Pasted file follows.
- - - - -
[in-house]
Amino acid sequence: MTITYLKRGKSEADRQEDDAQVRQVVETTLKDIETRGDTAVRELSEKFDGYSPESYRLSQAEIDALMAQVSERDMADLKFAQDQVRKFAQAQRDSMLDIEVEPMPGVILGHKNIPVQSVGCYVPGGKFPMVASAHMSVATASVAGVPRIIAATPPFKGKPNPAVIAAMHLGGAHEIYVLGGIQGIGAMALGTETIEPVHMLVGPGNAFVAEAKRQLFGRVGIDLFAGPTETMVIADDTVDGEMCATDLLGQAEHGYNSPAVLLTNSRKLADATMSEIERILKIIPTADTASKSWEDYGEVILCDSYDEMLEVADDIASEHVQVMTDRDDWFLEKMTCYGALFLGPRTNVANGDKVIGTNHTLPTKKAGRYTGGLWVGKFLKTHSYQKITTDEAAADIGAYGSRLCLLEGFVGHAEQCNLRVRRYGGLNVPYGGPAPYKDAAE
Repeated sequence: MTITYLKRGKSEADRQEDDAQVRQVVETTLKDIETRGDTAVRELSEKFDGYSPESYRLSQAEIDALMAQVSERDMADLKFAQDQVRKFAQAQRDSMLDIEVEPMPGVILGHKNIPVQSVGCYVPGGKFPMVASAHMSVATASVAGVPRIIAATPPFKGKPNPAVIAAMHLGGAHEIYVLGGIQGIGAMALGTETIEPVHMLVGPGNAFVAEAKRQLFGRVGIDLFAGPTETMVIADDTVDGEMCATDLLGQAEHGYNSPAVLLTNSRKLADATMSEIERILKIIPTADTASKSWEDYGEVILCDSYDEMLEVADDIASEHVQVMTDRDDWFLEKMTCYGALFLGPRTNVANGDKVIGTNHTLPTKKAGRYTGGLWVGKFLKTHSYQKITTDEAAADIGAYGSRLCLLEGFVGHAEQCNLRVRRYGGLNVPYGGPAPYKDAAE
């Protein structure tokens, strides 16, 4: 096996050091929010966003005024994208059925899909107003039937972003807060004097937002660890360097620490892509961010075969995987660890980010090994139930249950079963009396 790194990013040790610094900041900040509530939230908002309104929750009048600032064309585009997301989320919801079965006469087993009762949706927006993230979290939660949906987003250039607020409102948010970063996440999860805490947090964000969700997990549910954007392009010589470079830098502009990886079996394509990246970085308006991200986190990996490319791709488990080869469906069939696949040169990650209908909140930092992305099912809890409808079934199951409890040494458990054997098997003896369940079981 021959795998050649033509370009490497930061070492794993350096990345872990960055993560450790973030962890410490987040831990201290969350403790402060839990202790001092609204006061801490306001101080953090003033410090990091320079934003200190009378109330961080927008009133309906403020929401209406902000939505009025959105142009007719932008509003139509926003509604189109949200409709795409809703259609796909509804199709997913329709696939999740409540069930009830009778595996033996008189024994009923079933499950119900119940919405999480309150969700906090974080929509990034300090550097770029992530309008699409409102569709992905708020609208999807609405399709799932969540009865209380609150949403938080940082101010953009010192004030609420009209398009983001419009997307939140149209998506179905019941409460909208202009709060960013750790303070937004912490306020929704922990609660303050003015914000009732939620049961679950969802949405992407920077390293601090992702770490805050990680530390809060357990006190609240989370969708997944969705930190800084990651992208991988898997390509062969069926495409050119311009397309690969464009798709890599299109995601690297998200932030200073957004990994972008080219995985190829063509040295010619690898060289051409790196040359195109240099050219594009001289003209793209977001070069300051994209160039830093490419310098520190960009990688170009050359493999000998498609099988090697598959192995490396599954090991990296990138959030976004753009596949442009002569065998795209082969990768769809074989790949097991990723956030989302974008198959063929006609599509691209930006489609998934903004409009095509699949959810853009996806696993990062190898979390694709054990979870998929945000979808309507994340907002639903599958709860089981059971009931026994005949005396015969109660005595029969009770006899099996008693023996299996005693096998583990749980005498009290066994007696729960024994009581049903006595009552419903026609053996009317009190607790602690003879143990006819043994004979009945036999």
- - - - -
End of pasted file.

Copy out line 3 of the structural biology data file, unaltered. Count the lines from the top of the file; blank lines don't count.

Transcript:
Repeated sequence: MTITYLKRGKSEADRQEDDAQVRQVVETTLKDIETRGDTAVRELSEKFDGYSPESYRLSQAEIDALMAQVSERDMADLKFAQDQVRKFAQAQRDSMLDIEVEPMPGVILGHKNIPVQSVGCYVPGGKFPMVASAHMSVATASVAGVPRIIAATPPFKGKPNPAVIAAMHLGGAHEIYVLGGIQGIGAMALGTETIEPVHMLVGPGNAFVAEAKRQLFGRVGIDLFAGPTETMVIADDTVDGEMCATDLLGQAEHGYNSPAVLLTNSRKLADATMSEIERILKIIPTADTASKSWEDYGEVILCDSYDEMLEVADDIASEHVQVMTDRDDWFLEKMTCYGALFLGPRTNVANGDKVIGTNHTLPTKKAGRYTGGLWVGKFLKTHSYQKITTDEAAADIGAYGSRLCLLEGFVGHAEQCNLRVRRYGGLNVPYGGPAPYKDAAE